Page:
The field of developmental genetics investigates the genetic basis of the
changes in form that an organism passes through during its life cycle. One
cellular process that is common throughout these changes in form is cell
division. The two cell division events that need to be controlled are the
entry into the S-phase when DNA is replicated, and the entry into the M-phase
when mitosis occurs. In this regard, two timing events need to be monitored
by the cell. These are:
when to initiate replication (S-phase entry)
when to begin chromosomal condensations (M-phase entry)
Related to these events are four factors that appear to control the entry
into the M-phase.
The accumulation of a specific cellular mass is a factor for somatic cells.
This is called the mass factor.
Some cells need to obtain a specific growth rate for mitosis to begin. This
is called the growth rate factor.
The time between successive M-phases appears to be controlled by timer or
oscillator genes. This is the time factor and appears to be a factor
in embryo cells.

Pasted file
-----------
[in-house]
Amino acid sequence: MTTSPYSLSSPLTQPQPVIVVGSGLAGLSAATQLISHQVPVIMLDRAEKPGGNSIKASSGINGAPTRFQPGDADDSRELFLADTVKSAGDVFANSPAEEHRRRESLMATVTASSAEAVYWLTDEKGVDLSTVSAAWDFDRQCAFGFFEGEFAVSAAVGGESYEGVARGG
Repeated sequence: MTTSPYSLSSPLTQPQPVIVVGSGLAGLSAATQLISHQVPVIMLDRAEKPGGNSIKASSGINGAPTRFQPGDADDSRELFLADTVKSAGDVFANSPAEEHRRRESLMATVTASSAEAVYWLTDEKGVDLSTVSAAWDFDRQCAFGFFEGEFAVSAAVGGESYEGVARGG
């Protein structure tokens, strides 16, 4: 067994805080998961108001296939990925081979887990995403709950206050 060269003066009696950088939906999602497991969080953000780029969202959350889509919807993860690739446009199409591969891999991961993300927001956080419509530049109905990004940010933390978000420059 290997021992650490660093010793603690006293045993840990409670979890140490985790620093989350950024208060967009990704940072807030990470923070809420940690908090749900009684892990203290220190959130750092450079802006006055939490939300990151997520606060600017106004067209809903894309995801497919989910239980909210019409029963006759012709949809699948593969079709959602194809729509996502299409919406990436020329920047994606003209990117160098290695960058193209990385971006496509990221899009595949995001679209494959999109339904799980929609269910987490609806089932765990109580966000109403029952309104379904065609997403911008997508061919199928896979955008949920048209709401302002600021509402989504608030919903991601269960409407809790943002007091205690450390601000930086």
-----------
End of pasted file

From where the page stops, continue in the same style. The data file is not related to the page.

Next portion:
The entry into the M-phase also requires completion of the S-phase. This
insures that daughter cells receive complete DNA complements and is called
the completion of chromosomal replication factor.
For the cell to coordinate these different events, it must be able to monitor
the cell cycle. An important biological question that needs to be resolved
is how does the cell know where it is in the cell cycle. As you would expect,
genetics and biochemical characterization have provided an extensive, but
incomplete description of the process.
Cell cycle research has primarily been performed on mutant strains of the
fission yeast (Schizosaccharomyces pombe) and the budding yeast
(Saccharomyces cerevisae) that have genetic lesions in some phase
of the cell cycle. The cell division cycle (cdc) mutant strains have